Briege Corkery's half-time speech was one for the ages in the All-Ireland final

The Cork star won her 17th All-Ireland on Sunday

BY Daniel Kelly 12:24 Monday 26 September 2016, 12:24 26 Sep 2016

Cork's Briege Corkery Mandatory Credit ©INPHO/Ryan Byrne

Briege Corkery is one of the most successful GAA stars ever produced.

Along with team mate Rena Buckley, Corkery won her 17th All-Ireland title across football and camogie. A fortnight ago, the duo were part of a Cork camogie team that lost to Kilkenny in the All-Ireland final, and Corkery was not in the mood for that to happen again.

Journalist Mary White has had unprecedented access to the team in recent years and has written the excellent book Relentless on the team. Writing in Monday's Irish Examiner, White spoke about Corkery's half-time speech, which will go down in Cork folklore.

"In her hands she had two photographs. The first she placed on the cold concrete floor at her feet. The second she placed on the wall left of the dressing room door.

“We can either be that person, or we can be that person,” she said, pointing at both, looking around the room. All eyes on her. Not a flicker of an eyelid.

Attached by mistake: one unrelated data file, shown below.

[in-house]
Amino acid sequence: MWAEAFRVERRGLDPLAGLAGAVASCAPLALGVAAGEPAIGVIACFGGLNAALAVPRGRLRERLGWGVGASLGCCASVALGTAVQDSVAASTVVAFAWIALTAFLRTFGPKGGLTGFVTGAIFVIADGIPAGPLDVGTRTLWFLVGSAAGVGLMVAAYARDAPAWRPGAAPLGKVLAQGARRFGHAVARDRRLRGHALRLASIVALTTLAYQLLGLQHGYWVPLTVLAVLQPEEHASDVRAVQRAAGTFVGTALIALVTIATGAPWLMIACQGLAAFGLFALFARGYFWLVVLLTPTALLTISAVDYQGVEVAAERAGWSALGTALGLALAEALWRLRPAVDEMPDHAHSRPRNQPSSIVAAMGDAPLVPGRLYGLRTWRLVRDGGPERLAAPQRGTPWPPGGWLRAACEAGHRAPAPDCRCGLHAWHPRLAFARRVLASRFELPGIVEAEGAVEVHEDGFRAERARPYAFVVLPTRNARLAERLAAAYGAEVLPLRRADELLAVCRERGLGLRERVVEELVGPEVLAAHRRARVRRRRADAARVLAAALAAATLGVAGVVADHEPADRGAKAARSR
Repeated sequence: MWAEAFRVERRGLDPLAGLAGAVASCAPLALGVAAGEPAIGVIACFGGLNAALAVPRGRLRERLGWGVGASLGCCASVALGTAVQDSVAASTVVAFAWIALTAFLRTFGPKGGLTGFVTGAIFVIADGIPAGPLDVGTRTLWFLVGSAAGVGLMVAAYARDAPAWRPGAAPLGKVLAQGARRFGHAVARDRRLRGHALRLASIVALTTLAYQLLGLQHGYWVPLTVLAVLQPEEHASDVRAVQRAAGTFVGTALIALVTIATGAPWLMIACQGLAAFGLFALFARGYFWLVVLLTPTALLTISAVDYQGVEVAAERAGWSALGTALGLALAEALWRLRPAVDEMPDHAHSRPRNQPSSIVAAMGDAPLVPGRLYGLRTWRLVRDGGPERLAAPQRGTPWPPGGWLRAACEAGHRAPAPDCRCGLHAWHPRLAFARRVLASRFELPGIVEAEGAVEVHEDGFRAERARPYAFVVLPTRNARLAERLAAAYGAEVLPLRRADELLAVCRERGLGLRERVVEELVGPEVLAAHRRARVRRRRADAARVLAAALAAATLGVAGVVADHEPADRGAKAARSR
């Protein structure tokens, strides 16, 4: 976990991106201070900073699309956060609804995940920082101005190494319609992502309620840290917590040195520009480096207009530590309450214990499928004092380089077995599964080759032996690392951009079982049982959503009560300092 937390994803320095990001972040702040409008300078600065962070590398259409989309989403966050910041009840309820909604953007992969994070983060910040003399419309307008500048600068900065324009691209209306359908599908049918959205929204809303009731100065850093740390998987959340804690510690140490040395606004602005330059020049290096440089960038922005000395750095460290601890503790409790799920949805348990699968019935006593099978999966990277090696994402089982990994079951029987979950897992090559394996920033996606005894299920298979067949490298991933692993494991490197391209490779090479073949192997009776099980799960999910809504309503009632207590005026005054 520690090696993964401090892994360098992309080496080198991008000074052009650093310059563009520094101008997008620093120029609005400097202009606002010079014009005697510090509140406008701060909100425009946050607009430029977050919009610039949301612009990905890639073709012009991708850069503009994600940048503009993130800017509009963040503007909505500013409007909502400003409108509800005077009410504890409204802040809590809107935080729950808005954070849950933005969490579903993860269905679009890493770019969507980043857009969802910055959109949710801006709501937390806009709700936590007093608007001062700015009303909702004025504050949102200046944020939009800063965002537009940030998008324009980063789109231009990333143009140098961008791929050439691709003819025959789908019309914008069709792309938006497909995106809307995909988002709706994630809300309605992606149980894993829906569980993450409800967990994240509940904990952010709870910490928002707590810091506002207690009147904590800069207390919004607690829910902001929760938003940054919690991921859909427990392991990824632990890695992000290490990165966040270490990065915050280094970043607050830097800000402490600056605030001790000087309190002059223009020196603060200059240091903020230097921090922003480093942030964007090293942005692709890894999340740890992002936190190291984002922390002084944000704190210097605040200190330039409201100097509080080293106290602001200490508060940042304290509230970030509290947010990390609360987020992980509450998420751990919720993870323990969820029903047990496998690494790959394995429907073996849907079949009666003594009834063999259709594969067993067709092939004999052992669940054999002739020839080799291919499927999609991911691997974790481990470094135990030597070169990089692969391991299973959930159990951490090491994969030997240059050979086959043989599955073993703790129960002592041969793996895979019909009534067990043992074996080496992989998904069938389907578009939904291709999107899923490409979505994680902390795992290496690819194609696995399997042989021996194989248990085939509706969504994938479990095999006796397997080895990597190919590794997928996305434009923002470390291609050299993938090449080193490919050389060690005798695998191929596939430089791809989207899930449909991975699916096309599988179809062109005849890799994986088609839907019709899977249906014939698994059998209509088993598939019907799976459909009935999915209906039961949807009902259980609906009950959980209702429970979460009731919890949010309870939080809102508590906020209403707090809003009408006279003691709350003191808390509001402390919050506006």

The first snapshot she places on the floor is that of a crumpled Juliet Murphy lying on the turf in Banagher in 2010. The former Cork captain’s chin is tucked into her chest. Torn. Distraught. It’s the 2010 All-Ireland quarter-final loss to Tyrone; the only defeat Cork have suffered in the All-Ireland series since 2005. Corkery doesn’t want to go back there, and she’s not going to allow her teammates go there either.

The second snapshot Corkery face-plants onto the wall seconds later is from Cork’s 2014 comeback against Dublin two years earlier. Ten points down with 16 minutes to go, Eamonn Ryan’s troops came from hell and back to win by a point. This time the snapshot is of goalkeeper Martina O’Brien jumping in the air at the final whistle. The time is now, the feeling is now, and Corkery reminds those bunkered down in dressing room 2 what it’s like to feel elation again. She’s just shown them.

She felt the heartache of defeat two weeks ago with the Cork senior camogie team, and she’s not in the mood to feel it again."

Cork went in at the break a point down to Dublin and turned it around to win by a point, albeit in controversial circumstancesThe win was the team's eleventh All-Ireland in the past 12 years.

The 29-year-old has 17 All-Ireland titles to her name already. That list should only grow. With half-time speeches like that, it's easy to see why.

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